I'm trading my whitewater for a touring kayak and have someone offering an old necky looksha. I have a few concerns which I'm hoping to get help with. I figured I would ask here before calling Necky.
My concerns are, no forward bulkhead, high seat, no knee braces. Knee braces concern me a lot. I've read that boats which don't have forward bulkheads are not good for ocean exploration but I don't quite understand why. What is the recovery for a wet exit at sea and how would this boat work? Although the boat looks very stable and I'm used to whitewater I don't like to get myself into near death experiences any longer.
From what I can surmise it seems I'd be limited to lakes and flat rivers if I swap out my whitewater kayak for this.
Any comments would be appreciated.
PLEASE DON'T DEBATE ABOUT RUDDER VS SKEG. It is the least of my worries after running white water.
First Need Purifier
Recreational Kayak Paddle
Electric Kayak Motor
|Table of Contents|
|Messages in this Topic|
On a scale of 1 to 10|
Posted by: Waterbird on May-20-13 7:33 PM (EST)
the importance of two bulkheads on a touring kayak is about a 15.
for any kind of challenging conditions|
Posted by: edzep on May-20-13 7:38 PM (EST)
in a touring or sea kayak, you need that front bulkhead. The hatch and storage are the bonus that comes with extra water displacement/flotation. If you go for a swim, a boat without a front bulkhead will not be recoverable, except by extreme measures (like, assistance from a power boat). It will float like a needle, with the front end down, and the rear (bulkheaded) end, up.
I wouldn't touch that, unless you are ..|
Posted by: Jackl on May-20-13 7:38 PM (EST)
planning on putting in a front bulkhead, or loading the front with flotation.
Posted by: Waterbird on May-20-13 8:00 PM (EST)
on NH/Maine Craigslist
Posted by: Peter-CA on May-20-13 8:18 PM (EST)
Seems you have the answer from the other posts on the risks for no front bulkheads - the lack of flotation. A sign of how important this is is that just about every touring kayak manufacturer puts in front bulkheads, even though it costs them more and there is no law requiring it.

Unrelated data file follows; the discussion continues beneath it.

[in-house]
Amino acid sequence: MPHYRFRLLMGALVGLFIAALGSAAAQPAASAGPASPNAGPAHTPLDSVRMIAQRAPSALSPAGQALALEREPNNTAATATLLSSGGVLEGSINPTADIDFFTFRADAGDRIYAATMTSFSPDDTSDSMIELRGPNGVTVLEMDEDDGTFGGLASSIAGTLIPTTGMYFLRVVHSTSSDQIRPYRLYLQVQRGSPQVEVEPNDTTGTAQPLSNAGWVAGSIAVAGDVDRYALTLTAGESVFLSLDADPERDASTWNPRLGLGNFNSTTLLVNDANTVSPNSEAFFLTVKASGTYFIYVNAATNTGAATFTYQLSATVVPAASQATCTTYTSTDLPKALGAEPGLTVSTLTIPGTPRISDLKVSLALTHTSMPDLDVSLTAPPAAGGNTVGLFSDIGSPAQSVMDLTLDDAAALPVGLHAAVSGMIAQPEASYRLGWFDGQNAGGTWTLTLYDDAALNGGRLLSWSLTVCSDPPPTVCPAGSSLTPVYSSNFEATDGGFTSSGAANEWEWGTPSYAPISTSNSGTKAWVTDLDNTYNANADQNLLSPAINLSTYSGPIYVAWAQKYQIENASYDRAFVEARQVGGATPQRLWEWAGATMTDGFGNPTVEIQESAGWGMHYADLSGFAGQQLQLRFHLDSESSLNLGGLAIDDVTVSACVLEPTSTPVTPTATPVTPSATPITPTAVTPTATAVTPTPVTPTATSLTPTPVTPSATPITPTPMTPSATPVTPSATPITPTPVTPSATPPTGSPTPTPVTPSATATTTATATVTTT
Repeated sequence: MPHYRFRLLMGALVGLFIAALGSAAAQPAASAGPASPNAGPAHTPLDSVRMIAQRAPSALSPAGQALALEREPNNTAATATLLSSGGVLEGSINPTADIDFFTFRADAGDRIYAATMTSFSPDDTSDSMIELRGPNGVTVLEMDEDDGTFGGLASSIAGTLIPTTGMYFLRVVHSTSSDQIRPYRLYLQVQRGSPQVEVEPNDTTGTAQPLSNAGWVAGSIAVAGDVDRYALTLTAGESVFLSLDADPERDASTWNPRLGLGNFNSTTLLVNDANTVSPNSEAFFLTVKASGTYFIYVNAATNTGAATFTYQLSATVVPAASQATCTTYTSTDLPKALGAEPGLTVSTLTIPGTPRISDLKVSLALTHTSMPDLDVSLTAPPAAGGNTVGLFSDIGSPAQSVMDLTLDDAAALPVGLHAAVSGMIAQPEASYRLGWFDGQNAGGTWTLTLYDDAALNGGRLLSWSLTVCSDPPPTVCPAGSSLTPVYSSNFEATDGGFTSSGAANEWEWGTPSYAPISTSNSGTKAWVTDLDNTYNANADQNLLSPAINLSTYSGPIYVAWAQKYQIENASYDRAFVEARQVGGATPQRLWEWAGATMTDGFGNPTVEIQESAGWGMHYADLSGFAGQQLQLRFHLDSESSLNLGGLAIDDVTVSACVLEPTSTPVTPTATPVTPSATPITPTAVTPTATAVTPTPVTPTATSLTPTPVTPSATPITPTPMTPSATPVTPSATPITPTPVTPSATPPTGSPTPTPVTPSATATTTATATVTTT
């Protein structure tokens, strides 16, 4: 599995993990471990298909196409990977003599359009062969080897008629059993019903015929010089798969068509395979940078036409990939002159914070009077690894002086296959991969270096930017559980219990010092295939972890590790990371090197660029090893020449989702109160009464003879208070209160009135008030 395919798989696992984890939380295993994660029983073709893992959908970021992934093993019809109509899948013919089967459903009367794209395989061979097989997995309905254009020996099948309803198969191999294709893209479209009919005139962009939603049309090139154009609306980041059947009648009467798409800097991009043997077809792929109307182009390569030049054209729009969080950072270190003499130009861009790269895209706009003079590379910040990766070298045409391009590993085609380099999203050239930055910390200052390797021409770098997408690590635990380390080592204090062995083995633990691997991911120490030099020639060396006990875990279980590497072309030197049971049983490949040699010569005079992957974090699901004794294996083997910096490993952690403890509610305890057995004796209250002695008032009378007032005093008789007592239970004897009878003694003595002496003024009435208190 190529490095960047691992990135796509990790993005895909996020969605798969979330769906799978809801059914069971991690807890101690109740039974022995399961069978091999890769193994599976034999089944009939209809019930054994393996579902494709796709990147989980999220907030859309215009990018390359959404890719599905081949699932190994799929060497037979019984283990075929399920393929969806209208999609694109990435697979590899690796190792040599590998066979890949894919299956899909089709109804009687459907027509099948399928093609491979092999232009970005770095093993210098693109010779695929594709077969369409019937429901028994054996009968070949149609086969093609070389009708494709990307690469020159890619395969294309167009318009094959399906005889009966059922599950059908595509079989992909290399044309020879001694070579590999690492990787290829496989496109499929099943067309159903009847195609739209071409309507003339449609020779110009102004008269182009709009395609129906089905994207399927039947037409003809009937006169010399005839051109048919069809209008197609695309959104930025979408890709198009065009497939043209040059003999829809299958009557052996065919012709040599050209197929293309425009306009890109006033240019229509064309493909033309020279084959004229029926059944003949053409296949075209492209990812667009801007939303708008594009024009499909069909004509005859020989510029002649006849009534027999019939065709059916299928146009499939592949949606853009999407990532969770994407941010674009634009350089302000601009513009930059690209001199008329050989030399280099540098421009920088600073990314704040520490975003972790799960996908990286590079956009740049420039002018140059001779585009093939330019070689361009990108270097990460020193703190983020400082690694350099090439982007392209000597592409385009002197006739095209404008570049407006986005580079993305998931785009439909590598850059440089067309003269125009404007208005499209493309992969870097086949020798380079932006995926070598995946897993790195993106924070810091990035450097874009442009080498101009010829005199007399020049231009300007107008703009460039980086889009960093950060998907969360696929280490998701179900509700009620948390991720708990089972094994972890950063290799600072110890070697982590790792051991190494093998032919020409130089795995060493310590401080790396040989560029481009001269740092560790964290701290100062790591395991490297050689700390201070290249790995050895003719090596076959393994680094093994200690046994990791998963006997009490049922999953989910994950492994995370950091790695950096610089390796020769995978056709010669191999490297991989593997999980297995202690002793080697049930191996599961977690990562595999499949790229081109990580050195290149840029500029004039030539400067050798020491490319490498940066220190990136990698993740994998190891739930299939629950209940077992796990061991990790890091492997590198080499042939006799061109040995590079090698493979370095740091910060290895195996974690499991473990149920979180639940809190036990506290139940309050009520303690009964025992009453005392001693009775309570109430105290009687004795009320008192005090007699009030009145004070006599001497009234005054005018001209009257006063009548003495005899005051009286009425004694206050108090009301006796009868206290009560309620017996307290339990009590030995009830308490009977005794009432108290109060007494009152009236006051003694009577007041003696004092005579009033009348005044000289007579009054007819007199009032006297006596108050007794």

Posted by: natehanson on May-20-13 9:33 PM (EST)
What's the WW boat you are trading?
Posted by: emanoh on May-20-13 11:18 PM (EST)
You can find better and better suited used touring boats. Bulkheads a priority.
I got a Necky Looksha Sport way back |
Posted by: g2d on May-21-13 12:13 AM (EST)
about '98, in an Olympic ww team auction. I paid only $550 for what was essentially a demo.
Posted by: joburocks on May-21-13 9:45 AM (EST)
Thanks for the advice and links. Lots of clarity from the posts and links.
Lots of good boats listed...|
Posted by: johnysmoke on May-21-13 9:51 AM (EST)
is the trade critical?|
Posted by: slushpaddler on May-21-13 10:03 AM (EST)
What I mean is, people are suggesting you shop around, which is good advice, but maybe you don't have the funds and a trade is the only way to get yourself into a touring kayak. In that case, I'd paddle it, try rolling it, make sure you're comfortable, and plan on purchasing a float bag for the bow. Flotation is critical but I believe Mariner still makes sea kayaks with no bulkheads.
"near death experiences"|
Posted by: Dr_Disco on May-21-13 3:01 PM (EST)
As someone who began as a WW paddler and still does it but added sea kayaking I would have to say that sea kayaking is more dangerous than WW kayaking. Of course I never paddled class IV and I regularly paddle the Great Lakes. You can get into some real near death experiences on, say, Lake Superior, if a storm comes up. There are lots of unpredictable elements to sea kayaking whereas in WW you know what you are up against and can walk around rapids if you need to.
Posted by: joburocks on May-21-13 3:23 PM (EST)
Distance from land|
Posted by: Celia on May-21-13 4:29 PM (EST)
Makes a huge difference. There was a story in a Sea Kayaker magazine issue, last year I think, about a trip that had significant problems. One of the issues - and hardly the only one - was a WW paddler who had underestimated the effect of not being able to predictably get to land when things went off the rails.
I was surprised to hear that...|
Posted by: slushpaddler on May-21-13 3:59 PM (EST)
...the first time I heard it, which was from another whitewater convert.
I haven't crossed over to a real degree,|
Posted by: g2d on May-21-13 4:15 PM (EST)
but I agree that open water and ocean surf conditions pose challenges that can't be dealt with as predictably as most of what I have faced in my 40 year whitewater career.